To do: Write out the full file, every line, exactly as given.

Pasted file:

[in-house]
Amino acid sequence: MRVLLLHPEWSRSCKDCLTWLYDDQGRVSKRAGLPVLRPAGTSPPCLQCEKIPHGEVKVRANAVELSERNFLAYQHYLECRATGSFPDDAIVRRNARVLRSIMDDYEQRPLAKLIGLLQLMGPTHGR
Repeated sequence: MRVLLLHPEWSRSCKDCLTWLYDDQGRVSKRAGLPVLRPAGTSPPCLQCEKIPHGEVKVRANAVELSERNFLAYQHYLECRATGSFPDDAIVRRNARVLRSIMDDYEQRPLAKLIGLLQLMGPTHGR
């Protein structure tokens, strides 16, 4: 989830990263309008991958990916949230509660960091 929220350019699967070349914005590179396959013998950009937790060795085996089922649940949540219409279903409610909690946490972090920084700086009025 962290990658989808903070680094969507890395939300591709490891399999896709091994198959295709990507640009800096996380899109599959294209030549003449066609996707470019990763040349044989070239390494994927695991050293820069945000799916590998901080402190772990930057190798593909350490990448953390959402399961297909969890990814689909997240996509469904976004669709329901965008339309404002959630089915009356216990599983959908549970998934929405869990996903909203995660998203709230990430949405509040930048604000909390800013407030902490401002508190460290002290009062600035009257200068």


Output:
[in-house]
Amino acid sequence: MRVLLLHPEWSRSCKDCLTWLYDDQGRVSKRAGLPVLRPAGTSPPCLQCEKIPHGEVKVRANAVELSERNFLAYQHYLECRATGSFPDDAIVRRNARVLRSIMDDYEQRPLAKLIGLLQLMGPTHGR
Repeated sequence: MRVLLLHPEWSRSCKDCLTWLYDDQGRVSKRAGLPVLRPAGTSPPCLQCEKIPHGEVKVRANAVELSERNFLAYQHYLECRATGSFPDDAIVRRNARVLRSIMDDYEQRPLAKLIGLLQLMGPTHGR
């Protein structure tokens, strides 16, 4: 989830990263309008991958990916949230509660960091 929220350019699967070349914005590179396959013998950009937790060795085996089922649940949540219409279903409610909690946490972090920084700086009025 962290990658989808903070680094969507890395939300591709490891399999896709091994198959295709990507640009800096996380899109599959294209030549003449066609996707470019990763040349044989070239390494994927695991050293820069945000799916590998901080402190772990930057190798593909350490990448953390959402399961297909969890990814689909997240996509469904976004669709329901965008339309404002959630089915009356216990599983959908549970998934929405869990996903909203995660998203709230990430949405509040930048604000909390800013407030902490401002508190460290002290009062600035009257200068």